Cohen, Matt 1942–
Cohen, a short story writer and novelist, is one of Canada's most prolific authors. In his work he examines the moral, familial, and other forces shaping the individual in rural, Protestant-dominated Ontario. (See also Contemporary Authors, Vols. 61-64.)
I think I see what Matt Cohen was getting at in Korsoniloff: the farcical-pathetic adventures of a displaced intellectual backed up by a series of philosophic comments on the nature of personality…. I have to be old-fashioned again and cry that nothing keeps a reader interested like character and action, and that his man Korsoniloff is not drawn nearly dense enough to interest, nor is his philosophy especially grounded in his being. Thoughty novels succeed when the character is indistinguishable from his ideology: Ivan Karamozov, Adrian Leverkuhn (Dr. Faustus), Moses Herzog. No one expects Cohen to be in that league, but he must learn that making the thought of one person interesting to a reader is about the hardest thing to accomplish in writing, and that very few have done so. (p. 63)
Dennis Duffy, "Four First Novels Come All at Once: Alas Only One of Them Is Really Worth Seeing" (copyright © 1969 by Saturday Night; reprinted by permission of the author), in Saturday Night, Vol. 84, No. 11, November, 1969, pp. 58, 60, 63.∗
The confusion of narrative levels in Korsoniloff is … annoying. It seems, as often as not, an excuse for incoherence, a trick from a rhetorical chest of drawers…. But the desperation that surrounds the creation of Korsoniloff, and indeed of the novel as a whole, has a [fine] madness in its creation…. It does not achieve Sternean control (though it seems to be aiming for that), but it manifests a creative sensitivity that is more than destructively facile. And more than that, for all the trival self-preoccupation and schizophrenic posing, the novel's language at least is indicative to which Korsoniloff himself pays tribute: "Control is the key. I seem to need to retain control over what I am writing."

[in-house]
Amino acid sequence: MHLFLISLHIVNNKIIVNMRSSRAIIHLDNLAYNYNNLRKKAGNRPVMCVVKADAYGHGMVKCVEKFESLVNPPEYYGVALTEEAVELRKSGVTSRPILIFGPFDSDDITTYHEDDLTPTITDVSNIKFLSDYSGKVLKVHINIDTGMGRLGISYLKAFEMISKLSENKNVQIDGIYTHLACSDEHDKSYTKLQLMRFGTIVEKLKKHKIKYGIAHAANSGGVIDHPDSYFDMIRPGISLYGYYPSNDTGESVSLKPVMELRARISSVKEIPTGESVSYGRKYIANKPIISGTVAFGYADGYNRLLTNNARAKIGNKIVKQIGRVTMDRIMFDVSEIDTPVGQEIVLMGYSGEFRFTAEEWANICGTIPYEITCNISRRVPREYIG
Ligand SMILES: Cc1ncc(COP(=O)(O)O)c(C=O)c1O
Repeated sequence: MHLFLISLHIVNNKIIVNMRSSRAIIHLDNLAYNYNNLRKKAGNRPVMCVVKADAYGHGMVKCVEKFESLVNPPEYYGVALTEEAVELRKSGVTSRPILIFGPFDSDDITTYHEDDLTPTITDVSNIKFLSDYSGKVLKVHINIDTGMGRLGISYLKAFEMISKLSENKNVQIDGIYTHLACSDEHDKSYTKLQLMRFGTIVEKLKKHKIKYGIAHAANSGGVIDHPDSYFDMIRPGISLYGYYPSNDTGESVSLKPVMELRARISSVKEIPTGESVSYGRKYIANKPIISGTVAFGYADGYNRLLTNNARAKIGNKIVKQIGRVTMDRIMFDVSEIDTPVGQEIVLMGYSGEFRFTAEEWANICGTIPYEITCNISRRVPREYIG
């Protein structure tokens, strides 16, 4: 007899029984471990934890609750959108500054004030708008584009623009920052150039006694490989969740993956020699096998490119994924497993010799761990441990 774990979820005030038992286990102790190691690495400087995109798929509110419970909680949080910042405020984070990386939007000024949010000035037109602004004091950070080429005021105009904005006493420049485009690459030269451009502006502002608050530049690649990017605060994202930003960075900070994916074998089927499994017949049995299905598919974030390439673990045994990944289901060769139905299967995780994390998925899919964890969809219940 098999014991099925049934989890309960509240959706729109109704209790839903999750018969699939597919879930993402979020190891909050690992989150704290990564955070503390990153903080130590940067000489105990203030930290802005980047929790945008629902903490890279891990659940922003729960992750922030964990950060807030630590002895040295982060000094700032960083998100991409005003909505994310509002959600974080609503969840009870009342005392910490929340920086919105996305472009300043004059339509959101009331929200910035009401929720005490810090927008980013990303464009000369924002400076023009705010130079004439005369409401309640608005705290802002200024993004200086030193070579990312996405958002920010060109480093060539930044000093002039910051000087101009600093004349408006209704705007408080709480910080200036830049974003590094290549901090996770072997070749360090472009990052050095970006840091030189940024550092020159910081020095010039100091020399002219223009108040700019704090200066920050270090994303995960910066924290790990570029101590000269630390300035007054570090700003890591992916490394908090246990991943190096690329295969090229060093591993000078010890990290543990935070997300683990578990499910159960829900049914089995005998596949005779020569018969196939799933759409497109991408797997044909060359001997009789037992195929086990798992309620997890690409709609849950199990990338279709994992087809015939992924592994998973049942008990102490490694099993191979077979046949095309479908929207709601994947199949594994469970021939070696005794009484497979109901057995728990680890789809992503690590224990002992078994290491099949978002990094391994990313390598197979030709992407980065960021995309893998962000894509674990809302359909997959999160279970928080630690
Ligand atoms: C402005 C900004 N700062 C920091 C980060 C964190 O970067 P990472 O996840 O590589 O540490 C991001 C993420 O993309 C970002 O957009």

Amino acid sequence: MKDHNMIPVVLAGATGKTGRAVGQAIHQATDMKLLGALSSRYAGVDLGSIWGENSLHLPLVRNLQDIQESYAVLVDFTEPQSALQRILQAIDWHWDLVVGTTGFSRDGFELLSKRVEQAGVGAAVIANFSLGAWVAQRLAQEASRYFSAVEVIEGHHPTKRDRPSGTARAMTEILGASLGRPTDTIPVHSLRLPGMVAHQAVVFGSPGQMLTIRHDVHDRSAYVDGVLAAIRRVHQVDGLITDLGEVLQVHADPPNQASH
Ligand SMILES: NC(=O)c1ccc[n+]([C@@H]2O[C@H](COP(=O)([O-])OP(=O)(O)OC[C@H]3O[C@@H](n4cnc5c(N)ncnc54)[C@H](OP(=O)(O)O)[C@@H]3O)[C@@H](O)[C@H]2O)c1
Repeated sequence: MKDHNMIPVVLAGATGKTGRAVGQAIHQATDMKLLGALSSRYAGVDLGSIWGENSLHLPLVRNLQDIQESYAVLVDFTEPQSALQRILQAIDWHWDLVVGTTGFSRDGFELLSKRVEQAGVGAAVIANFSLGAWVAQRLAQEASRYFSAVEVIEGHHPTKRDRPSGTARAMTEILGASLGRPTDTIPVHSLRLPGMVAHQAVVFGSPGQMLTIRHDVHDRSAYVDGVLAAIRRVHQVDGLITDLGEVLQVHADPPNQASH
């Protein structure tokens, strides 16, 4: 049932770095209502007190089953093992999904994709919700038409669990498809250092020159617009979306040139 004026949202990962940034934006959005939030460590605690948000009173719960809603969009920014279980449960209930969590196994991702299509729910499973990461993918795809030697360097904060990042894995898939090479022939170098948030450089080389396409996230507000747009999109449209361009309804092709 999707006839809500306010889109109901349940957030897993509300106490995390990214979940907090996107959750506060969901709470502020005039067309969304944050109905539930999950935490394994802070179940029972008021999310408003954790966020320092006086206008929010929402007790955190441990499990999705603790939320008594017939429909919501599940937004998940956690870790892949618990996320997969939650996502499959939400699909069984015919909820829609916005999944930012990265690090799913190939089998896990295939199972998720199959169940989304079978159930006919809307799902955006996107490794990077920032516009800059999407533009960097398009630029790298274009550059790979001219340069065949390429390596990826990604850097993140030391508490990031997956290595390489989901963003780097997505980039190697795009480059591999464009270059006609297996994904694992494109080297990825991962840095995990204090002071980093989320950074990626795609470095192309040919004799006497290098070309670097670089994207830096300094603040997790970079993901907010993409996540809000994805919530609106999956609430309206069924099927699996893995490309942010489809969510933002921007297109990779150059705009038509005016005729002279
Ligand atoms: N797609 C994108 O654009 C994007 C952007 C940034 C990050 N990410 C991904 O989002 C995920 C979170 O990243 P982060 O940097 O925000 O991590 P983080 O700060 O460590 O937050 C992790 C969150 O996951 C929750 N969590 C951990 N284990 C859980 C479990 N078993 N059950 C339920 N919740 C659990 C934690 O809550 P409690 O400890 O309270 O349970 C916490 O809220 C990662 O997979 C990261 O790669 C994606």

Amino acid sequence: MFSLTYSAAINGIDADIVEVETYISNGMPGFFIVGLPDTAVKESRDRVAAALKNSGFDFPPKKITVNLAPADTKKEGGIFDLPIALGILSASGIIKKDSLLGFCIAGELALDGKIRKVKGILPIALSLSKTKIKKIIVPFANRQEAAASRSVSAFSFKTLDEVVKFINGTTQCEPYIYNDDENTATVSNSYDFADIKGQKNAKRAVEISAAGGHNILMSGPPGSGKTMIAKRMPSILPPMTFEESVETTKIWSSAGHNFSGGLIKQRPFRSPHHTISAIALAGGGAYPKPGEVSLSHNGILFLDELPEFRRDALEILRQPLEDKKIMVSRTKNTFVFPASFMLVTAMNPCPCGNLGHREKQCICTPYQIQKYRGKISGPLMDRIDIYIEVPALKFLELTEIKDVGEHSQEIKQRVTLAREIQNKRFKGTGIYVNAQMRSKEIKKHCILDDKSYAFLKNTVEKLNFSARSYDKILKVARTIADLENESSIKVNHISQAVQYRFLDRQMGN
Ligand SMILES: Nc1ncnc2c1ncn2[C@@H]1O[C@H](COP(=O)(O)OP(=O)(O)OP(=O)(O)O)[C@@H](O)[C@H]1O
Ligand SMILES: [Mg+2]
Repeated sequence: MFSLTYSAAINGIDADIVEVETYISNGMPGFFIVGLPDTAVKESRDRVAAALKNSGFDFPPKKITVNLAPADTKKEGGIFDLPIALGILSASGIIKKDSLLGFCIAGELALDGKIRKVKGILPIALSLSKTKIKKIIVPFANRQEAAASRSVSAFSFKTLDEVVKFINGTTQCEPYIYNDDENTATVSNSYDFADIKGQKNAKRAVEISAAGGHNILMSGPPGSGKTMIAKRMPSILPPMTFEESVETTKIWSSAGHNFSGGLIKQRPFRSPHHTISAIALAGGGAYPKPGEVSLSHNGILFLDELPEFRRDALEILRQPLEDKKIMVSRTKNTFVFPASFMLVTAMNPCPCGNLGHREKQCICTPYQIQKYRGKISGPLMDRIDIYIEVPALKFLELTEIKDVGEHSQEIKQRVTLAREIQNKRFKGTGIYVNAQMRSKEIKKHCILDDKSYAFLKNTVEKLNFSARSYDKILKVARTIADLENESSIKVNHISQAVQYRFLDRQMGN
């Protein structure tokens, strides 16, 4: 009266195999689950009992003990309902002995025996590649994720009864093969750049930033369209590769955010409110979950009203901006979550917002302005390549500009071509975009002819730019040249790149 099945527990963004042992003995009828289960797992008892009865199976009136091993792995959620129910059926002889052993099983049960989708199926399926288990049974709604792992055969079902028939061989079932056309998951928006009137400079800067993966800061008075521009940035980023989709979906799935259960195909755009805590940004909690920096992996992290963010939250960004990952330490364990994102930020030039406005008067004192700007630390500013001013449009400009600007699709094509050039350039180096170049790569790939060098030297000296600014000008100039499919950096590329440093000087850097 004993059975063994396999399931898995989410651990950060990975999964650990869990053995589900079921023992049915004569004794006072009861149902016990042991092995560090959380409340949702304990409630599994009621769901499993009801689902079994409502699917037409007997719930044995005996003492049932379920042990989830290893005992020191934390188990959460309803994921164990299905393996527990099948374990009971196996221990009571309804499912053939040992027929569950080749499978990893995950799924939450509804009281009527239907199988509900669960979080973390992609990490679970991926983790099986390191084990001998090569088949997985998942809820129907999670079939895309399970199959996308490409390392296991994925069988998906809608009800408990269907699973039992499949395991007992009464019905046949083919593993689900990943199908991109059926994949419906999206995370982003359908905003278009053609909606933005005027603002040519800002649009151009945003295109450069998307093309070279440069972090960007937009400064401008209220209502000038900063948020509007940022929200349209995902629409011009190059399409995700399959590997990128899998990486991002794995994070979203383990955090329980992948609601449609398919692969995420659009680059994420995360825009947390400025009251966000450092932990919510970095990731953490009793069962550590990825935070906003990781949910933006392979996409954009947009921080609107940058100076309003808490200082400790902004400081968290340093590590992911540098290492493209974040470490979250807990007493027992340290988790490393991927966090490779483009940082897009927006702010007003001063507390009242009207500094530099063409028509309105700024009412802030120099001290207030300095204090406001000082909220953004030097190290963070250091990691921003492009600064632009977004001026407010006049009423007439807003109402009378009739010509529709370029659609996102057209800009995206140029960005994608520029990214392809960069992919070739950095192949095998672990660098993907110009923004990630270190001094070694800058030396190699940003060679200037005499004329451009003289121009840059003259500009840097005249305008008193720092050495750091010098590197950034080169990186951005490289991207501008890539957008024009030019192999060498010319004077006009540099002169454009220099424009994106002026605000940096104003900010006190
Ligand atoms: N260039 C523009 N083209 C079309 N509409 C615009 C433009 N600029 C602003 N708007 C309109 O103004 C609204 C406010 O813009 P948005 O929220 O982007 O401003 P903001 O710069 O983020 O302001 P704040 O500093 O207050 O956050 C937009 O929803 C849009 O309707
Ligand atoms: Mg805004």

D.D.C. Chambers, "Books Reviewed: 'Korsoniloff'," in The Canadian Forum, Vol. L, No. 593, June, 1970, p. 149.
The Rock/drug scene which Cohen so perceptively explores [in Johnny Crackle Sings] is merely the dark forest through which the hero pursues his true quest. This quest, conveyed in a shifting kaleidoscope of styles, is Johnny Crackle's slow development of an operative defence mechanism against today's society….
The novel is about possible means of escape from the pressures, the 'bad vibes' in not only the Rock world (which is a killer economic society) but in the whole business world we know. Johnny tries many escapes, to the country, through drugs. Finally he tries withdrawal, changing the inside to avoid hassles with the outside: he achieves "condition zero" which is "the point at which everything blended so perfectly that it all cancelled out. In condition zero there was no input and no output. Just the circular rhythms of his own energy flow."…
Matt Cohen has developed his minor characters well; all the people who move about Johnny are individuals: as they participate, knowingly or unknowingly, in his quest, they take on real life. They are seen in fragments as people usually are, but Cohen orders the fragments of perception of which this book is built with methodical care for an ultimate unity. Johnny Crackle Sings is a worthwhile, entertaining, little novel, a big step forward from Cohen's first.
Douglas Barbour, "Books Reviewed: 'Johnny Crackle Sings'," in The Canadian Forum, Vol. LI, Nos. 612 & 613, January-February, 1972, p. 80.
[Johnny Crackle Sings] is the sometimes ironic story of a pop singer who, on the verge of success, gives up his career….
What Cohen seems to be attempting is the novel as a kind of catch-all. "Our minds," says a voice in the novel, "are green garbage bags." "Right on," says the reader.
The work consists of a number of fragments—some meaningful, some not—about and by the singer himself and some of those around him. The trouble is that there's no sense that those in whose heads and lives we're permitted to wander are interesting or matter to anyone including their author. (I have a bourgeois hang-up with the idea that characters should at least seem to matter to their authors.)
Most of the novel's fragments, like all of its people, are tedious. There are a number of one-liners [as well as aphorisms and lengthy sections of affected prose]….